Second, internal and external party-political disputes have shaped institutional quality and outcomes. For instance, the dismissal or reassignment of up to 90% of Ghana National Petroleum Corporation staff in 2001 due to a change in government created room for the government to pay an avoidable judgement debt of US$19.5 million to Société General.
The lack of coordination between the then Kufour government and the corporation due to competing political interests between the two main political parties in Ghana left room for Societe General to get away with a higher rather than lower negotiated judgement debt amount.
Similarly, tensions in 2014 between two leading members of the then ruling party – Tsatsu Tsikata and Kwesi Botchwey – derailed efforts to set up the necessary infrastructure, contributing to the flaring (burning) of gas in the initial stages of petroleum extraction. This disagreement had roots in the mid-1990s when Botchwey was the Finance Minister under Rawlings and vehemently opposed the indiscriminate infusion of public funds into petroleum exploration.
Third, all Ghanaian governments have shown a lack of political will to formulate and implement laws and other legal frameworks. Even where laws exist, they have shown an appetite to bypass them.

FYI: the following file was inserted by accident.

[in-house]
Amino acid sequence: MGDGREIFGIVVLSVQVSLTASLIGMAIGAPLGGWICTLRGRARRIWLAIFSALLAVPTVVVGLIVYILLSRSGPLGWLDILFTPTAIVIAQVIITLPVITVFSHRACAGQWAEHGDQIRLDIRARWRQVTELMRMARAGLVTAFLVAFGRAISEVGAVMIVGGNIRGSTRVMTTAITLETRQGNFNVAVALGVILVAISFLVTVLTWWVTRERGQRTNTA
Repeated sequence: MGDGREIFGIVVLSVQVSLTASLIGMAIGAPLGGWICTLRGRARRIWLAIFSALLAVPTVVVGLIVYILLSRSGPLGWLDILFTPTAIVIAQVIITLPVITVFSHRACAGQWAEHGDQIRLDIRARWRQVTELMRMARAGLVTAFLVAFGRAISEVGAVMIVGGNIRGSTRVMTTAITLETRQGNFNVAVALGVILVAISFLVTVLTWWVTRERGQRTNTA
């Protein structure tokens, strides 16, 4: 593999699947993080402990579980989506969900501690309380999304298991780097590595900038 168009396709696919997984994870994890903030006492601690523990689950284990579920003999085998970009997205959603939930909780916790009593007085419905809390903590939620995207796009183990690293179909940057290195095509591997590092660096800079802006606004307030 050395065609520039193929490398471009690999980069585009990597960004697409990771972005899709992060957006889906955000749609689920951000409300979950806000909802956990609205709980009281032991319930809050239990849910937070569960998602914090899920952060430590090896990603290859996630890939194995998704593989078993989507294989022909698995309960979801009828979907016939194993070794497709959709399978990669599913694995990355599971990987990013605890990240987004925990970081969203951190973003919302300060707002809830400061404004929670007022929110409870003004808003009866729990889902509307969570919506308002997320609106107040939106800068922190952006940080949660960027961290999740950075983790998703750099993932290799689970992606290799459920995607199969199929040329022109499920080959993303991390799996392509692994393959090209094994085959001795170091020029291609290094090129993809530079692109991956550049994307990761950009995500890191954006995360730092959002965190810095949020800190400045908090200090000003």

Options for strengthening petroleum governance
To ensure sustained confidence in Ghana’s petroleum sector, I propose the following.
First, future legislation – or amendments to existing laws – must provide guidelines for dealing with sweat equity. Sweat equity is the equity that one gets in return for one’s efforts in bringing petroleum investors to Ghana.
The EO Group and the AGM Petroleum Ghana Ltd are examples of Ghanaian entities that have benefited from this. Without any legislation governing this phenomenon, political actors have exploited it by allowing their cronies to bring preferred investors into the sector without going through competitive procurement processes.
Dealing with this loophole would ensure that profit sharing in petroleum agreements were discussed with the country’s national interest in mind, not personal interests.
Second, Parliament must ensure that regulations are drafted and gazetted within stipulated periods after passage of laws. This will get rid of excessive political discretion in the implementation of laws.
Third, civil society groups, such as the media, should up the ante by making it politically unattractive for politicians to exploit petroleum governance. They can do this by vigorously informing electorates about how the sector is being run.
Fourth, political parties should build consensus to develop a long-term bi-partisan strategy to establish stability of staffing and appointments in the petroleum sector.
Clement Sefa-Nyarko, Postdoctoral research associate, La Trobe University
This article is republished from The Conversation under a Creative Commons license. Read the original article.